Biography of Gulbuddin Hekmatyar (1947-VVVV)

Politician and Afghan military, born in Baghlan province (Afghanistan). He was Prime Minister between 1993 and 1994, and later in 1996.

Gulbuddin Hehmatyar was born into a family belonging to the pashtun ethnic group. In 1970, while he was studying engineering at the University of Kabul, began to get involved in politics. At the beginning of the 1970s, he joined the moderate Islamic Party (Jamiat-i-Islami). After the coup that ended the monarchy of Zahir Shah, he fled to Pakistan where, with the clandestine help of the pakistani Government, he organized a group of mercenary guerrillas with which fight to overthrow the Government of Daoud Khan.

In 1976, he broke away from the moderate Islamic party and founded the Islamic Party (Hîzbî Islami), which sought to establish an Islamic Republic in Afghanistan. During the Soviet occupation, Hekmatyar remained leader of his party, which fought on numerous occasions with the troops of the Soviet Union. Following the withdrawal of the Soviet Union from Afghanistan, the civil war continued until the fall of the Communist regime in 1992. In that year, Hekmatyar in collaboration with other guerrilla groups agreed to establish an interim Government, with Burhanuddin Rabbani as provisional President. In December 1992, a special Assembly confirmed in power, by vote, to President Rabbani for a period of two years. Despite this decision, the fight continued among the guerrilla groups.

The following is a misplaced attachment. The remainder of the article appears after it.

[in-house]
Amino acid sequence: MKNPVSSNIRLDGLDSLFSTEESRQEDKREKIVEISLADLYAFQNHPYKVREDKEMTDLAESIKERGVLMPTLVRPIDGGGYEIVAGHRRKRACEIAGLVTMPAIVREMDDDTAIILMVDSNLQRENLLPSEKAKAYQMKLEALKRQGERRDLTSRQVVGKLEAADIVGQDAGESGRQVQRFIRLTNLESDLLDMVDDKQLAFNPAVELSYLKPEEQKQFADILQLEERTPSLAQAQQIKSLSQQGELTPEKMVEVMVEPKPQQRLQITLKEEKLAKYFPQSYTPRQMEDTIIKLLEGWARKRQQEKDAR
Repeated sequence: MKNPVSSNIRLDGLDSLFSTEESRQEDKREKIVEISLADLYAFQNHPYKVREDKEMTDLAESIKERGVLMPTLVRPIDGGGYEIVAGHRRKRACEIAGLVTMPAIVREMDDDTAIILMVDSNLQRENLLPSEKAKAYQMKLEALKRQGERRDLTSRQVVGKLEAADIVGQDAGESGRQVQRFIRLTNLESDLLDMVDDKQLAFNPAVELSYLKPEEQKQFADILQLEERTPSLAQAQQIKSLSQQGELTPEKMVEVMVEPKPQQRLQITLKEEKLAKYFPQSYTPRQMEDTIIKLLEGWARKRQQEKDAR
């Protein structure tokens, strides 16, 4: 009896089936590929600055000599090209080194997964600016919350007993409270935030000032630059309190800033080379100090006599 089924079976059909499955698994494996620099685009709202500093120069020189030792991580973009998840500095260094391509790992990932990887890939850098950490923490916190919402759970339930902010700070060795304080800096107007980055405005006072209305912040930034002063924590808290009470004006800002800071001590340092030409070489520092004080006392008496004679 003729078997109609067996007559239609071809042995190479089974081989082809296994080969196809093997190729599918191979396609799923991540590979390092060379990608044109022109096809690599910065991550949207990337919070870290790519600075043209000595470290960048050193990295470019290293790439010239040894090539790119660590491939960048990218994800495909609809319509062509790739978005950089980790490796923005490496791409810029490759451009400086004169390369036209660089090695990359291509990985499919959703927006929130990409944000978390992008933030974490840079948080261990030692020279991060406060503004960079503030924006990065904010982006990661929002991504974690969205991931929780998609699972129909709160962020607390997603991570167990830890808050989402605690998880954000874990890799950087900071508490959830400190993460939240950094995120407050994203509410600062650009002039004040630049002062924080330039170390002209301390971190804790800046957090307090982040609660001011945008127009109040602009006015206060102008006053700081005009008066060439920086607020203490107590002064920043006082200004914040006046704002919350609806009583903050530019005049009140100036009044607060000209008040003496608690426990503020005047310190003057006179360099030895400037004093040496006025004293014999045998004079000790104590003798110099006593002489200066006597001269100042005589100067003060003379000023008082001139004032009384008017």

On June 17, 1993, Hekmatyar was named Prime Minister. On September 27 of that same year, the leaders of the guerrillas decided to create a provisional Constitution, which would be effective until the 1994 elections. But in January of that year, Hekmatyar resigned and began fighting in Kabul between supporters of President Rabbani, and the former Prime Minister, supported by general Dostum followers troops. At the end of June 1994, the fighting had spread to other parts of Afghanistan and had died more than 2,500 people.

In May 1996, Hekmatyar signed a peace treaty with Rabbani, forced both to join forces to combat the growing power of the Taliban. A month later he returned to be named Prime Minister, but the Taliban take the capital, Kabul, had to settle in the North of the country, where he held an alliance with general Dostum and Rabbani troops.

Bibliography

The Geneva agreements: agreements on the settlement of the situation with regard to the Afghanistan. New York, United Nations, 1988.

EAT, M. Afghanistan. Madrid, information and history, 1995.

MARTIN DORSET, M. Afghanistan, inside a rebel stronghold: journeys with the Mujahiddin. Bilbao, Grijelmo, 1984.

SCG